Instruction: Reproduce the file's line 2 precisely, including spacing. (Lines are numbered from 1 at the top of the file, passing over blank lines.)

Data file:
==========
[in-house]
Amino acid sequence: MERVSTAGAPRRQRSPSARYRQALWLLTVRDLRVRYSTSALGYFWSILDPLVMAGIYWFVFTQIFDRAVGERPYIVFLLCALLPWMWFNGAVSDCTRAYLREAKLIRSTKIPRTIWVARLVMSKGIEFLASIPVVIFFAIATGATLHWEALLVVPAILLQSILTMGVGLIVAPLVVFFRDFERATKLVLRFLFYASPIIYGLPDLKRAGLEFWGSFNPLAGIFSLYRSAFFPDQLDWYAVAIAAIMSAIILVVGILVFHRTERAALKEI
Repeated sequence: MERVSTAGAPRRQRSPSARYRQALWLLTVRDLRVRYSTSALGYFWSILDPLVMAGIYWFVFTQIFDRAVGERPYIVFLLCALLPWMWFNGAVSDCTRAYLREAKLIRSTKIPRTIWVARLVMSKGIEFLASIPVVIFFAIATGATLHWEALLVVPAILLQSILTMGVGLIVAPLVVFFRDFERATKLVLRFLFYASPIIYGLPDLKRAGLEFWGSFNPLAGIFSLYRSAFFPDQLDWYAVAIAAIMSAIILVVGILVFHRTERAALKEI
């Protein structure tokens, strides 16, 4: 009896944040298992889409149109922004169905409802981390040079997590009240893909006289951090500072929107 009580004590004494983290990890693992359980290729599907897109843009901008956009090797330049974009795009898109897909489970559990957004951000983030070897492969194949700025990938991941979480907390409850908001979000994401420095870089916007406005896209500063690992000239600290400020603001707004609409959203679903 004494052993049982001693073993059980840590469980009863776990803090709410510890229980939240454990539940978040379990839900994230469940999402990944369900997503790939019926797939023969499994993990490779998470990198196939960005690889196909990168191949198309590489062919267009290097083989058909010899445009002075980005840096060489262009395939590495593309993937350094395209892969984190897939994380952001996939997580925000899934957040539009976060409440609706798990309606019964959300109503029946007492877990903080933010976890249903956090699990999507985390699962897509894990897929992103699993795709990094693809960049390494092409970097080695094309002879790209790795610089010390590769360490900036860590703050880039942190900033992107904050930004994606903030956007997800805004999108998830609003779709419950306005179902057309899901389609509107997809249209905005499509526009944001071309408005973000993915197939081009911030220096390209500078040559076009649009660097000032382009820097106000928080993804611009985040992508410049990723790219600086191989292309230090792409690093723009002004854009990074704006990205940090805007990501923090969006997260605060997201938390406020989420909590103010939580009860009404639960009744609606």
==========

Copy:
Amino acid sequence: MERVSTAGAPRRQRSPSARYRQALWLLTVRDLRVRYSTSALGYFWSILDPLVMAGIYWFVFTQIFDRAVGERPYIVFLLCALLPWMWFNGAVSDCTRAYLREAKLIRSTKIPRTIWVARLVMSKGIEFLASIPVVIFFAIATGATLHWEALLVVPAILLQSILTMGVGLIVAPLVVFFRDFERATKLVLRFLFYASPIIYGLPDLKRAGLEFWGSFNPLAGIFSLYRSAFFPDQLDWYAVAIAAIMSAIILVVGILVFHRTERAALKEI